He’d say “Can’t wait! We’ll be late! Push harder!”

I’d say “I can’t!”

He’d say “Where’s your faith, elder?!”

Then I’d pedal harder so I could try and punch him in the face...

Wednesday, November 6, 2013

The Power of Covenants

I love studying the gospel as much as I do the world/universe around us. As I've studied and encountered different world views that are sometimes pitted against each other, I've seen people lose faith in God when they feel they've discovered irreconcilable differences.
I'm not going to go into the philosophical reasons why that doesn't have to be the case (though those are interesting as well). Instead, I'm going to just point out and testify that when we suppose to have found a ideological discord we must remember to back up for a minute and focus on covenants.
Covenants Make Us Free to have Faith

I think we can take a cue from Nephi in how he treated the covenants he made with God:

5 And also my soul delighteth in the covenants of the Lord which he hath made to our fathers; yea, my soul delighteth in his grace, and in his justice, and power, and mercy in the great and eternal plan of deliverance from death.2 Nephi 11:5

I love that phrase, "delighting in covenants". Notice the train of thought here. Nephi is saying that by appreciating and celebrating his covenants that he is able to gain faith in grace, justice, power, mercy, and the atonement. Nephi sees his covenants as a source of his faith in those things. And I think that is a powerful reminder that we should seek to better understand our covenants and the faith that they enable. 

Covenants Make Us Free from Dogmatism

Far too often, we allow ourselves to get bogged down in secular or religious dogma. The problem with a dogmatic approach to religion is that it dehumanizes it and turns it instead into merely a set of intellectual or philosophical ascents. Now, philosophy and intellect are important, but not at the expense of this faith in Christ born out of making and keeping covenants with Him. The power of religion, especially Christian religions, is that we can have a human relationship here and now with God.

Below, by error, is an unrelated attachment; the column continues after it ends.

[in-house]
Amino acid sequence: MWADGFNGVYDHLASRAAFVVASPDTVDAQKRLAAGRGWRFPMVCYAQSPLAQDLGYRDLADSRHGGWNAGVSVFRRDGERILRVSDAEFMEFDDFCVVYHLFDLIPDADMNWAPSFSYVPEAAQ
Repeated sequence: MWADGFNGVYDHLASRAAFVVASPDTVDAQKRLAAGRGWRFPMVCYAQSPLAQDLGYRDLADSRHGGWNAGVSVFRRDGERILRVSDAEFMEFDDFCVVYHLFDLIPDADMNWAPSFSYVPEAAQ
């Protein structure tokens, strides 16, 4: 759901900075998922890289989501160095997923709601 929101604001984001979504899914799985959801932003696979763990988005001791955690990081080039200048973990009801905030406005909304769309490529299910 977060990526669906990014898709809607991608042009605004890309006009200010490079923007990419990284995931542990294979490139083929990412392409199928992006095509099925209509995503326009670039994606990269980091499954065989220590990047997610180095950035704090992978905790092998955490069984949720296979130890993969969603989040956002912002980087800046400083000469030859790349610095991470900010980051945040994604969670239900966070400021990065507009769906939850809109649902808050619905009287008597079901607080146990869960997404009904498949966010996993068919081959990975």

54 Whoso eateth my flesh, and drinketh my blood, hath eternal life; and I will raise him up at the last day.

John 6:54
Notice what is said here. Those who "hear my word", "believe in him that sent me", "eat of my flesh", and "drink my blood", those people have eternal life right here and now. Faith in Jesus Christ is active; not some yet-to-be unrealized wishful or intellectual thinking. Christ promises us an eternal relationship here and now. And He does so through covenants.

So when this, that, or some other dogma or philosophy comes up, I try to understand it from the context of my covenants.  
  • Have I covenanted to believe a particular thing about the age of the earth or the detailed biology of life? Nope. 
  • Have I covenanted to have a myopic view of native American history? Nope.
  • Have I covenanted to have particular political viewpoints? Nope.
  • Have I covenanted to literally interpret all of scripture? Nope.
  • Etc. etc. etc.

The problem with this perspective, again, is that it tries to anesthetize covenants by making them merely beliefs or ideologies. Covenants aren't a promise to think something. Covenants are promises to act. 

  • Have I covenanted to not partake in alcohol/tobacco? Yes.
  • Have I covenanted to avoid any/all pre/extra-marital sex? Yes.
  • Have I covenanted to regularly attend church? Yes.
  • Have I covenanted to serve others? Yes.
  • Have I covenanted to continually repent? Yes.
  • Have I covenanted to love and forgive others? Yes.
  • Have I covenanted to pay an honest tithe? Yes.
  • Etc. etc. etc.

When we see our faith merely as abstract ideologies we empty the life from our testimony and faith. Christ taught in His mortal ministry that knowledge and testimony of His gospel is to be found in action, not dogma:

17 If any man will do his will, he shall know of the doctrine, whether it be of God, or whether I speak of myself.

John 7:17

Covenants Free Us to Meet God

King Benjamin put it best when he praised the covenant his people made with God:

7 And now, because of the covenant which ye have made ye shall be called the children of Christ, his sons, and his daughters; for behold, this day he hath spiritually begotten you; for ye say that your hearts are changed through faith on his name; therefore, ye are born of him and have become his sons and his daughters.

8 And under this head ye are made free, and there is no other head whereby ye can be made free. There is no other name given whereby salvation cometh; therefore, I would that ye should take upon you the name of Christ, all you that have entered into the covenant with God that ye should be obedient unto the end of your lives.

9 And it shall come to pass that whosoever doeth this shall be found at the right hand of God, for he shall know the name by which he is called; for he shall be called by the name of Christ.
Mosiah 5:7-9

So, as I go about my studies in various topics and encounter people with different world-views, I don't let supposed ideological discords overrun the power of my covenants. And while "the glory of God is intelligence" (D&C 93:36), we cannot forget that the source of testimony is not merely dogma, but instead faith and a covenant life.

Sunday, October 27, 2013